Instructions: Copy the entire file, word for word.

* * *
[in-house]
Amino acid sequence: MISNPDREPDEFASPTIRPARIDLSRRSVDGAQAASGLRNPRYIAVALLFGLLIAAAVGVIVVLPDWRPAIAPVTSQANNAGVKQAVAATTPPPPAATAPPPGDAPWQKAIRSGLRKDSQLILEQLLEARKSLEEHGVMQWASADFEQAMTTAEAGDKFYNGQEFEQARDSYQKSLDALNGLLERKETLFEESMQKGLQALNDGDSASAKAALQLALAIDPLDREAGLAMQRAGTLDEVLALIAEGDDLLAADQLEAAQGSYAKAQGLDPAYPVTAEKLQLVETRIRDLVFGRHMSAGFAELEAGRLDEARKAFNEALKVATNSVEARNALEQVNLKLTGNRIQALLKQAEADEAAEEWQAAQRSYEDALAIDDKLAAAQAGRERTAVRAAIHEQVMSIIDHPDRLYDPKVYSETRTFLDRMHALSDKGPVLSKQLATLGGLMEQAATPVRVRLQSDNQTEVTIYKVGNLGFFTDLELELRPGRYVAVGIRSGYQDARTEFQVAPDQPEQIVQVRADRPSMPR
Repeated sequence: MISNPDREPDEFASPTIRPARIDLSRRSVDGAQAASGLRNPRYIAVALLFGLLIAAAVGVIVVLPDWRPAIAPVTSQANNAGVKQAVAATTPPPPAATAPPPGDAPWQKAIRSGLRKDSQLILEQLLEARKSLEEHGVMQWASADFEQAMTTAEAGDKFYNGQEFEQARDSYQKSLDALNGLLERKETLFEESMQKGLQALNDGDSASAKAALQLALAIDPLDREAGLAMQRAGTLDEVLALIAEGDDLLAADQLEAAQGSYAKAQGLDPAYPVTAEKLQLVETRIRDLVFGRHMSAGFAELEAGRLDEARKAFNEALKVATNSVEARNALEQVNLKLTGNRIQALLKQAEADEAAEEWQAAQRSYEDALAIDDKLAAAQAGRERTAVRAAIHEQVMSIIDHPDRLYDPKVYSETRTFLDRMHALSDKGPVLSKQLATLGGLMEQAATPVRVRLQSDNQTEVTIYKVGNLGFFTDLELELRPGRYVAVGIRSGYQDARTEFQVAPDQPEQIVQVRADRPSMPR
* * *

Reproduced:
[in-house]
Amino acid sequence: MISNPDREPDEFASPTIRPARIDLSRRSVDGAQAASGLRNPRYIAVALLFGLLIAAAVGVIVVLPDWRPAIAPVTSQANNAGVKQAVAATTPPPPAATAPPPGDAPWQKAIRSGLRKDSQLILEQLLEARKSLEEHGVMQWASADFEQAMTTAEAGDKFYNGQEFEQARDSYQKSLDALNGLLERKETLFEESMQKGLQALNDGDSASAKAALQLALAIDPLDREAGLAMQRAGTLDEVLALIAEGDDLLAADQLEAAQGSYAKAQGLDPAYPVTAEKLQLVETRIRDLVFGRHMSAGFAELEAGRLDEARKAFNEALKVATNSVEARNALEQVNLKLTGNRIQALLKQAEADEAAEEWQAAQRSYEDALAIDDKLAAAQAGRERTAVRAAIHEQVMSIIDHPDRLYDPKVYSETRTFLDRMHALSDKGPVLSKQLATLGGLMEQAATPVRVRLQSDNQTEVTIYKVGNLGFFTDLELELRPGRYVAVGIRSGYQDARTEFQVAPDQPEQIVQVRADRPSMPR
Repeated sequence: MISNPDREPDEFASPTIRPARIDLSRRSVDGAQAASGLRNPRYIAVALLFGLLIAAAVGVIVVLPDWRPAIAPVTSQANNAGVKQAVAATTPPPPAATAPPPGDAPWQKAIRSGLRKDSQLILEQLLEARKSLEEHGVMQWASADFEQAMTTAEAGDKFYNGQEFEQARDSYQKSLDALNGLLERKETLFEESMQKGLQALNDGDSASAKAALQLALAIDPLDREAGLAMQRAGTLDEVLALIAEGDDLLAADQLEAAQGSYAKAQGLDPAYPVTAEKLQLVETRIRDLVFGRHMSAGFAELEAGRLDEARKAFNEALKVATNSVEARNALEQVNLKLTGNRIQALLKQAEADEAAEEWQAAQRSYEDALAIDDKLAAAQAGRERTAVRAAIHEQVMSIIDHPDRLYDPKVYSETRTFLDRMHALSDKGPVLSKQLATLGGLMEQAATPVRVRLQSDNQTEVTIYKVGNLGFFTDLELELRPGRYVAVGIRSGYQDARTEFQVAPDQPEQIVQVRADRPSMPR